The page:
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What Is Next for Bo Xilai?

September 27, 2012

18th Party Congress Watch (11)

Gao Wenqian, HRIC Senior Policy Advisor

In this new segment of the HRIC’s “18th Party Congress Watch” commentary series, Gao Wenqian provides his view on the meaning of Wang Lijun’s 15-year sentence and its implication for how the Party will deal with Bo Xilai’s case.

Question: Most media reports say that the 15-year sentence for Wang Lijun is lenient. How do you see it?

Gao Wenqian: I think the key is how we view the sentence—using what standards and viewing from what angle. Viewed from the sentencing provisions in China's Criminal Law, Wang's sentence is clearly lenient. Because according to China's Criminal Law, the most egregious cases of corruption and bribery, involving 100,000 yuan or more, can carry sentences ranging from ten years to life in prison. So, giving Wang only nine years for the corruption count is lenient.

But when considering Wang's actual crimes, the 15-year sentence is obviously heavy. This is because among the four crimes of which Wang was convicted, the most serious is taking bribes. You might ask why he was convicted of taking bribes. This is because of the two houses in Beijing that he received (in kickbacks). This is a very strange matter. Within Chinese official circles, where no official is uncorrupt, if an official accepts 3,050,000 yuan in bribes, he can even be seen as an honest official. So why did they insist on using bribery charges against him? Because in the most serious case, bribery can carry a life sentence. 

Now, why did they need to sentence him at all? There are several main reasons. First, he sullied the face of the Communist Party. Wang said famously: "I am just a piece of chewing gum in an official’s mouth; but when it is spat out after the flavor is gone, you never know whose bottom of the shoe it will stick onto.” But right now, it is not stuck on anyone’s shoe—it is stuck on the face of the Communist Party, and it is not coming off. Another reason is that he knows too many dirty secrets, and broke the unspoken rules of Chinese officialdom. Therefore, he must be given a heavy sentence as a warning to others.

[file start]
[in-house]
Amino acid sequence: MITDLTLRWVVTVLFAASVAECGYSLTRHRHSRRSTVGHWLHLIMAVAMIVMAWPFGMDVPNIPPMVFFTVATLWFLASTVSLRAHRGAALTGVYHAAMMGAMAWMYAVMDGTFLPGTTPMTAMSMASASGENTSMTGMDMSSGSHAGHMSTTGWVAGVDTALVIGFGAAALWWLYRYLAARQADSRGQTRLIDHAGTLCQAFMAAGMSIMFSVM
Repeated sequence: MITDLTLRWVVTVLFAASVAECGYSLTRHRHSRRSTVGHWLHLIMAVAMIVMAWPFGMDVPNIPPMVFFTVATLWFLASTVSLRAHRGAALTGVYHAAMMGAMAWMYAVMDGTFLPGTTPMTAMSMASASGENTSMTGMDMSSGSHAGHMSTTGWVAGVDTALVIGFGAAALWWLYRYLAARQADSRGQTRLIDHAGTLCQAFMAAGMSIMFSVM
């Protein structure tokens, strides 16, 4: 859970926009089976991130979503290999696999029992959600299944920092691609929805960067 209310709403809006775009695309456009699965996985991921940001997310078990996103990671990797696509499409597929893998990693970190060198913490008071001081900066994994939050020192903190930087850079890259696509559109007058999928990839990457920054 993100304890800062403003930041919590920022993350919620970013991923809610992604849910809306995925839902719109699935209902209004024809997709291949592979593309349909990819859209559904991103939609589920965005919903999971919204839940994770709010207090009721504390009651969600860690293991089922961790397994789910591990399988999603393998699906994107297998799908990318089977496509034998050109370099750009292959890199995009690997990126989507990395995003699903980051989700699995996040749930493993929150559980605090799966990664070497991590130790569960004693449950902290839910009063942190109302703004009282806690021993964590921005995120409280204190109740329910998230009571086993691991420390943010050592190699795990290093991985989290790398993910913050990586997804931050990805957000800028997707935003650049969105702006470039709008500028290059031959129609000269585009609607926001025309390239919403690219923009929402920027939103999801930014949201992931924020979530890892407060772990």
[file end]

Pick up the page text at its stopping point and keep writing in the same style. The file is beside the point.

Question: From Wang's sentence, what implications do you see for  the handling of Bo Xilai's case?

Gao Wenqian: I think the Bo Xilai case can be handled in two ways, one is lenient, the other, harsh. Where are the boundaries? Lenient treatment will focus on Party discipline; harsh treatment will mean criminal prosecution. In reality, from the news reports on Wang's trial, we can see that the nature of Bo's case has already changed. When it was first announced that Bo was dismissed from all his positions within and outside the Party, they only said that he seriously violated Party discipline—that this was just a problem inside the party. But now—he has become a suspect in a serious crime, so the nature of the case has changed. 

When covering the trials of Gu Kailai and Wang Lijun, a lot of media tended to view them as being separate from Bo’s case. In fact, I don’t see it this way. They are actually a foreshadowing. Because Gu Kailai is Bo’s wife, and she was convicted of intentional homicide, while Wang Lijun was Bo’s loyal confidant, and he was convicted of crimes including “bending the law” and “taking bribes.” Just think, two of the people closest to Bo are guilty of such serious crimes, can Bo escape criminal charges? These convictions have implicated him. Of course, how Bo’s case will turn out still depends on other variables, one being the transfer of power at the 18th Party Congress. 

Question: Why are there still other variables?

Gao Wenqian: Because I think the Bo Xilai case is no longer just a case concerning an individual. It has become—in advance of the 18th Party Congress, in the intra-Party power struggle between the Jiang (Zemin) faction and the Hu (Jintao) faction to gain the upper hand in the transfer of power during the Party Congress—it has become a bargaining chip, or you can say, a chess piece. The so-called discussion about whether Bo’s case will be dealt with leniently or harshly is really not about Bo, but is in fact about the transfer of power at the 18th Party Congress. This is my basic view.

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